January 17, 2024 Industry news
Deposit return schemes (DRS) are an example of extended producer responsibility (EPR). EPR is the idea that responsibility for the whole lifecycle of a product and its packaging should lie with the producer.
It’s a shift that therefore incentivises industry to factor sustainability into the development of new products, packaging and labelling. DRS achieves this by incentivising consumers to return used containers for recycling by charging them a small deposit that is only reimbursed once the packaging is returned.
These containers can then be properly disposed of under a scheme that is ultimately paid for by the producer.
Why is Ireland introducing a DRS?
The environmental impact caused by single-use containers is massive and could be avoided. Nearly two thirds of the 10 million tonnes produced each year is recoverable. In recent years, campaign groups and NGOs have rightly pushed this issue up the public agenda, with calls for far greater action and a move to a policy of extended producer responsibility (EPR).
We know how effective DRS models can be as a means of combating this problem. By launching such a scheme, Ireland is joining a global success story which is thriving in more than 40 regions worldwide, including 13 countries in Europe. In those countries where DRS is already in place, we’ve seen recycling rates vastly improve, as consumers are successfully incentivised to return single-use containers, with collection rates close to 100 per cent in some cases.
Re-Turn says the EU has set Ireland a target to separate and collect 77 per cent of plastic beverage bottles by 2025, which will rise to 90 per cent in 2029.
Once the drink has been finished, consumers can return their empty, undamaged container to any retailer, regardless of where it was purchased. These returns can be made manually over the counter or via one of the thousands of Reverse Vending Machines (RVMs) currently being installed across the country. Each RVM will provide a clear set of instructions – displayed on screen - on how to return bottles and cans. Instructions will also be displayed on screen.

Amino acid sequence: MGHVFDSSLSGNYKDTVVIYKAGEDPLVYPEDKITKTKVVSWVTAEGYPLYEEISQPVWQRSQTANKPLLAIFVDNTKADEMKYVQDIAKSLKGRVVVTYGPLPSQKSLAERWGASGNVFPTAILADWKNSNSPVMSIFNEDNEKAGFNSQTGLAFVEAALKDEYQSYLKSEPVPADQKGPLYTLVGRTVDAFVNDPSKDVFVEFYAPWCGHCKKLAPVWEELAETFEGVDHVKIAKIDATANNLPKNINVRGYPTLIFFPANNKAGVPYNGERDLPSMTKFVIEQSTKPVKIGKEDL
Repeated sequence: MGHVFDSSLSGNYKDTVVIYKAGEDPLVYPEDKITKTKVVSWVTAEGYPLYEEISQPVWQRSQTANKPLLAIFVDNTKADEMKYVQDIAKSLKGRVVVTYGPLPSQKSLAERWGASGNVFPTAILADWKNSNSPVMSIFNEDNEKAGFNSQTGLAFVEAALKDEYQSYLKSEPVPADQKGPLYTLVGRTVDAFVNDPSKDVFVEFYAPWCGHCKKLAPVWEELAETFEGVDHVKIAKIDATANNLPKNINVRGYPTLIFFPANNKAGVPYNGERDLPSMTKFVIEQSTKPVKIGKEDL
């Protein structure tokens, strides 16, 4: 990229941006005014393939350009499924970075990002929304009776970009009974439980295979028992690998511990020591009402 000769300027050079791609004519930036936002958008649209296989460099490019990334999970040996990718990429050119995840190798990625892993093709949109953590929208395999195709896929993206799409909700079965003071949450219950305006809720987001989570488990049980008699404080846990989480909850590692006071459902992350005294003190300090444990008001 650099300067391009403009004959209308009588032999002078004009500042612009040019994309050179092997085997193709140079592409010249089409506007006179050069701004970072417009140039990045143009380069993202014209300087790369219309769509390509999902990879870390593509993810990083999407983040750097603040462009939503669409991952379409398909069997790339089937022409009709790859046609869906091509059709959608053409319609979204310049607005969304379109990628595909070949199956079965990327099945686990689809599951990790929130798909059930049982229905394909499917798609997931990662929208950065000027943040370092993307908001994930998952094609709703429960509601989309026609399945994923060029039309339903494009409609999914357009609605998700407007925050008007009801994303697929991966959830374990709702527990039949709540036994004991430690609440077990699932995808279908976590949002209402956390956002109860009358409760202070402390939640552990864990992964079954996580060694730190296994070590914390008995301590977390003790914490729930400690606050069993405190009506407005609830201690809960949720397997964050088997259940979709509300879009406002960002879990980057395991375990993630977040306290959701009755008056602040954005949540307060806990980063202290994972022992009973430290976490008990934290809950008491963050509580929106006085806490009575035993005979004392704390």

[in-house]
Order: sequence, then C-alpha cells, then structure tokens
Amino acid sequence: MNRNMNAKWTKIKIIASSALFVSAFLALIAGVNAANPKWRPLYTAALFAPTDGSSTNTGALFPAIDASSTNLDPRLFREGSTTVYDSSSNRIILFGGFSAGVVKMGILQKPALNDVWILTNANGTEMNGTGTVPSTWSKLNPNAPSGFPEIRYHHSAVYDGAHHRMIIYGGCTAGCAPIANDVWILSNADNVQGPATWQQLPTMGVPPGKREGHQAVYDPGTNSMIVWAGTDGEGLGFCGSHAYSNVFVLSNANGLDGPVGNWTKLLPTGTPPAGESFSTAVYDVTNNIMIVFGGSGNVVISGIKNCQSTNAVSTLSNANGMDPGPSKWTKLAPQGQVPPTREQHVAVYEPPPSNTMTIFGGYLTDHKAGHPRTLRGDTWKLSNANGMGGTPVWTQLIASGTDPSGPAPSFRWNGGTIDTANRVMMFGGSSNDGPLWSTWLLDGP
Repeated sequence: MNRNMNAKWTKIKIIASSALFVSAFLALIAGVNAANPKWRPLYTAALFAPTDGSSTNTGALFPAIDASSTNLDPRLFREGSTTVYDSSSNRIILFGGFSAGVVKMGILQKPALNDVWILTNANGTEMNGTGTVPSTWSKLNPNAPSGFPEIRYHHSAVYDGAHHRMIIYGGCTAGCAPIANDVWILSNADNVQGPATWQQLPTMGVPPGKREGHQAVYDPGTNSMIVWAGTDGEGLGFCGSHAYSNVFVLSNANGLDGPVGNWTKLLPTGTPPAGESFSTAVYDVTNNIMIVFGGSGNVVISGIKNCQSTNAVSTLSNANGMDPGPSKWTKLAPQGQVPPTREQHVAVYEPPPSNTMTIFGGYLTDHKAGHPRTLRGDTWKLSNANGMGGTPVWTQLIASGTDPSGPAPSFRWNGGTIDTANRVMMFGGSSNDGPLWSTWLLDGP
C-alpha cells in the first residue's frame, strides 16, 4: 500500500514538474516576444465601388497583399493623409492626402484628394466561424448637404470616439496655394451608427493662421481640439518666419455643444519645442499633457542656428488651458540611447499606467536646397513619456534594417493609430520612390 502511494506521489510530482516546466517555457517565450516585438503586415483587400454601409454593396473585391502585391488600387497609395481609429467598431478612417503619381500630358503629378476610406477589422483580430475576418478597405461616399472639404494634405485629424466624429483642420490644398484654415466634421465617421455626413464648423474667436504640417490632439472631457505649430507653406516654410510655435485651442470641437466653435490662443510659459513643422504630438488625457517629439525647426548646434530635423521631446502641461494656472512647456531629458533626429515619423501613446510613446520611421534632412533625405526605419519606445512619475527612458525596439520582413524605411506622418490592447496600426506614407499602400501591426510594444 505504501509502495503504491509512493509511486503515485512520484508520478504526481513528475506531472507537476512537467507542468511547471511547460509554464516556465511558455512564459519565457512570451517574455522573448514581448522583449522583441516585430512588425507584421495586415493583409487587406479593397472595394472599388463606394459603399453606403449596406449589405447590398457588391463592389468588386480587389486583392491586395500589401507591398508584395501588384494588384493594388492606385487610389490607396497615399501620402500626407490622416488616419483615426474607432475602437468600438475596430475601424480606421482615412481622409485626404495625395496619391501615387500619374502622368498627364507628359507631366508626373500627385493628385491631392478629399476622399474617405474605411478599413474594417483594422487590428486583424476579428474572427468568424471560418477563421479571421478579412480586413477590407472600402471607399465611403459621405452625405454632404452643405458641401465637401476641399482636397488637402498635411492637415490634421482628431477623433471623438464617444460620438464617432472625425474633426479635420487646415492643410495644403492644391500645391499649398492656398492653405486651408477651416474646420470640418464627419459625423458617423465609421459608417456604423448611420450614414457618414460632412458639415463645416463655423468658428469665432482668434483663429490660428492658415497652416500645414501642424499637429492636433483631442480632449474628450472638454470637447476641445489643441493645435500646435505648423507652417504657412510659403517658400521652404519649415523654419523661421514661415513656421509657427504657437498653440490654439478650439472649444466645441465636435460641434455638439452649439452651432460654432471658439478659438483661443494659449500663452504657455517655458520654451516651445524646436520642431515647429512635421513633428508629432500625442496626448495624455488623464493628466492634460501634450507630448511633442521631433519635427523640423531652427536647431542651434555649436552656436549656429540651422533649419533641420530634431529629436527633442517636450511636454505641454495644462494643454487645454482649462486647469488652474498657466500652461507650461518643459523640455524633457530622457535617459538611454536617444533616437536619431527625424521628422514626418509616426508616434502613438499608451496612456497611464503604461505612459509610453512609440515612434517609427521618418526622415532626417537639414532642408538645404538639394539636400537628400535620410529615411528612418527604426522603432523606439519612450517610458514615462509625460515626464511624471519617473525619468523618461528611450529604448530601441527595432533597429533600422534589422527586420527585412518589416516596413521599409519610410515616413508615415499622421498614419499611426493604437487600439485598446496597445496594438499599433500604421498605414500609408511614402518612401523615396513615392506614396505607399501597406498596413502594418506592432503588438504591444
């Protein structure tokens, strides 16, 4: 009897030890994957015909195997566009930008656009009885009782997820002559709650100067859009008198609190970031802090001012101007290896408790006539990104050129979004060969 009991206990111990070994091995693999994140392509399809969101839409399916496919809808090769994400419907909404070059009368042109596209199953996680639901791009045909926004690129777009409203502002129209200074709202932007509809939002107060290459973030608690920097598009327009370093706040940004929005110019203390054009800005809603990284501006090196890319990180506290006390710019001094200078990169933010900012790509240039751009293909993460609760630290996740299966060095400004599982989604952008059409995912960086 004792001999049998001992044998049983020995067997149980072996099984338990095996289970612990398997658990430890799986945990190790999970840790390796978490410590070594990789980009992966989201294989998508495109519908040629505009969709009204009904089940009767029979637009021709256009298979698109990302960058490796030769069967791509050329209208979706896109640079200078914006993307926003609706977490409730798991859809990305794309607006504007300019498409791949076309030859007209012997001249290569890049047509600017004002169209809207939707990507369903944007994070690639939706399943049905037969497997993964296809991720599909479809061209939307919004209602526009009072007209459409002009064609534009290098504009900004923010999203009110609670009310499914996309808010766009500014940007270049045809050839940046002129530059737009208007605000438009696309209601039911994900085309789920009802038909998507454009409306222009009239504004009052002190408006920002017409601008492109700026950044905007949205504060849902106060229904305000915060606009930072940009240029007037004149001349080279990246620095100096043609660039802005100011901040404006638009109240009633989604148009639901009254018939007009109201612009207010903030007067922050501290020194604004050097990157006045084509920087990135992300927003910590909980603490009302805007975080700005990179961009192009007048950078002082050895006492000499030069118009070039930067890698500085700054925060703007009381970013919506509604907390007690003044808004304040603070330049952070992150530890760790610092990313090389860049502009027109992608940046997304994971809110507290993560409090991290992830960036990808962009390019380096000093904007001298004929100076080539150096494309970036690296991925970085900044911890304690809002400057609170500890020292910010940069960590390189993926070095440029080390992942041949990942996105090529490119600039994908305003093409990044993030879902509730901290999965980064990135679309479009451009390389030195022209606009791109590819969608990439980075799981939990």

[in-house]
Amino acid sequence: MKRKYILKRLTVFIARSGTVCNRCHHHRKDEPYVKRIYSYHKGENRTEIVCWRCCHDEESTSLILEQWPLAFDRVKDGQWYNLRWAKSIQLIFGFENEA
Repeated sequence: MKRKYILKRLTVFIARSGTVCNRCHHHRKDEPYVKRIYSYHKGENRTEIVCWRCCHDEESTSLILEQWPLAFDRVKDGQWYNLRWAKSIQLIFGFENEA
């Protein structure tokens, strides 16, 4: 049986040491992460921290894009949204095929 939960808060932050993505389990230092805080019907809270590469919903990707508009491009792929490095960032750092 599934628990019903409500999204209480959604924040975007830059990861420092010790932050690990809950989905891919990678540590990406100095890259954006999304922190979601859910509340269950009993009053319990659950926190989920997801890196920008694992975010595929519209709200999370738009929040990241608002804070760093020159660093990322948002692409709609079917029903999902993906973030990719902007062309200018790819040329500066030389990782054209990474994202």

If the return is made manually in-store, consumers will have the choice to receive their refund against a store-bought purchase or in cash. If made via an RVM, once the machine has read the container to confirm it is part of the DRS, the consumer will be issued with a voucher for the amount of containers returned.
Consumers can then present this voucher at the till for full refund or against store purchase although it is important to note any vouchers issued from an RVM must be redeemed at the same retail outlet.
What does this mean for the UK?
Ireland is now ahead of its neighbours in England, Wales, Scotland and Northern Ireland. After much confusion and repeated delays, deposit return schemes for each of the four UK nations are now expected to be in operation by October 2025. To what extent the schemes align between nations is yet to be seen and will depend on the yet to be established scheme administrators for each country.
Westminster and devolved governments are still determining the parameters of what such an initiative may look like in their own regions and nations. If the outcome of their planning results in a fragmented model, one that lacks the flexibility to adapt to future expansions in EPR, then DRS will be at best a missed opportunity, at worst a highly expensive failure.
At GS1 UK, we’re in a unique position to provide insight on, and support the delivery of, a robust and efficient DRS in the UK. 90 per cent of those retailers, producers and wholesalers affected are already among our members, and already use our interoperable standards to identify, capture and share data about their products.
We’re calling for a future-proofed approach that delivers simplicity, convenience and ease of use for both consumers and industry.
To achieve this, we need to work towards a collective, collaborative effort in which both industry and government work together to solve the problem of packaging waste across the UK.